Going From Rad Pro-Traditional to Indie Publishing

I will NEVER go the self-published route.


Self-publishing is for desperate people who aren't able to get their books traditionally published.


It's trad or death.


I remember basically saying all of the above to everyone who knew I was a writer. For most of my life, I, like most writers, dreamed of writing a book that would get accepted by a Big Five publisher and go on to sell millions (no...billions!) of copies. I was that person who was a borderline neurotic high achiever. Hard work got me a 4.0 in high school, straight A's in undergrad, and entry into Columbia University for grad. I was used to holding at least two jobs at a time, and then when I was out of school, leaping straight into corporate management with zero business experience.


I thought that as long as I poured in sweat and effort, like all things, my time in the publishing industry would come.


But it didn't.


And it was so frustrating...I can't even tell you.


As a workaholic, I need to feel like I'm in control. (Any achievers who can relate?) I was spending hours writing hundreds of thousands of words -- honestly, probably over a million by now -- and yet I kept getting rejection after rejection from literary agents.


I was so mad. And sad. And basically crushed.


I thought STORMFIRE, originally written in 2008, had transformed into an actual novel that young adults would want to read.


But after the tenth rejection, I decided to stop submitting.


Most people, even the established authorities in this industry, would say ten rejections is nothing and that you should keep querying. (If your book has gotten over seventy rejections, that could be a sign you need to stop. I've definitely been there. *Cough* I also submitted STORMFIRE under the title of "Storm of Jaypes" in 2016.)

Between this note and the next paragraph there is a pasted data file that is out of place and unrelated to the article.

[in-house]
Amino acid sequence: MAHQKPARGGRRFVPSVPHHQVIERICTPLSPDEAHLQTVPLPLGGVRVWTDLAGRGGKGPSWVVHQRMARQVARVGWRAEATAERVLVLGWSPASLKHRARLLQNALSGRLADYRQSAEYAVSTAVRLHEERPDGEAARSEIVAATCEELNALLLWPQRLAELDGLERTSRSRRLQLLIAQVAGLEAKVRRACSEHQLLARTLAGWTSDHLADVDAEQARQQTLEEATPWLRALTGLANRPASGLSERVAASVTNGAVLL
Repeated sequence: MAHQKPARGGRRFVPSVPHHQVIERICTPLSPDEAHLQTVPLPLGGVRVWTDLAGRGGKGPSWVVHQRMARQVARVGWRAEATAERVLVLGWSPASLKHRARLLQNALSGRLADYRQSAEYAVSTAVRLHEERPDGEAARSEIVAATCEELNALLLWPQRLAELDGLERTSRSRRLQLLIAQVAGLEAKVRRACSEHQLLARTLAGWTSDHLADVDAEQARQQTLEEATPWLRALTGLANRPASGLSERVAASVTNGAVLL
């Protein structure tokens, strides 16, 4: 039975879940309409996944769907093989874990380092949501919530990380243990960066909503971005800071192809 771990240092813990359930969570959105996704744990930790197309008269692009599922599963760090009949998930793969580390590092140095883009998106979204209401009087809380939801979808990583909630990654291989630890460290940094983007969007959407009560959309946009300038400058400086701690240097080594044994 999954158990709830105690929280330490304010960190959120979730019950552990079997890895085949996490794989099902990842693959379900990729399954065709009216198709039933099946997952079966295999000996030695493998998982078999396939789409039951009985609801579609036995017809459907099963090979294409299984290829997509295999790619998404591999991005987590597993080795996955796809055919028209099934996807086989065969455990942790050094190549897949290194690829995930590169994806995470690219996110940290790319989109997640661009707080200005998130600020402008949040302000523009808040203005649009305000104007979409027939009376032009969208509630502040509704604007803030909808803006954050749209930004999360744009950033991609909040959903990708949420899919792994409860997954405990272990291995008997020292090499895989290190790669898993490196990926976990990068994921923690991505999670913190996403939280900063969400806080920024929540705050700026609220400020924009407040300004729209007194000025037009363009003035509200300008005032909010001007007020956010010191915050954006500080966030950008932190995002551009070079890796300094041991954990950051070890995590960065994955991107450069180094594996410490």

Argghhhhhhh. So frustrating! Why could I hack basically every life skill EXCEPT the one I really cared about, i.e. fiction writing?


So in July 2019, a tiny voice whispered treason to me: "What if you try self-publishing, Jasmine?"


No, no, I could never turn traitor!


But then I had a total revelation.


I was worn out, and my Tier 1 had rejected me. At this point, what did I have to lose? I may as well put out STORMFIRE on my own because worst case scenario, it really did suck and sales would flop.


Best case scenario?


I could seriously grow my author platform and business brand.


OMG.


Suddenly, I was so excited. I felt like the mindset shift I had was about as rad as the one I had earlier in the year about being healthy (dammit Jasmine, eat well not to lose weight, but to have the mental energy to take on an even more psychotic workload!). Now, my primary objective is no longer to sell tens of millions of books (although I definitely wouldn't object to that). My new objective is exposure. As Grant Cardone wisely said, "Obscurity is the single biggest killer to a business or entrepreneur." I want to reach as many readers as I possibly can by releasing product under an established brand. And even if I fail along the way, which I totally will, I'll also learn some powerful social media marketing I wouldn't otherwise know as a traditionally published author.


All great things started with a first step, right?


Plus, I don't think the traditional publishers will object to reconsidering me when I come back to them one day with a much bigger author platform :)


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What is your take on traditional vs. indie? Is independent publishing in fact "vanity" publishing? Or is trad lagging behind indies who're innovating and taking the lead on online book marketing?


Leave a comment! I would love to hear your thoughts.


Jasmine Young

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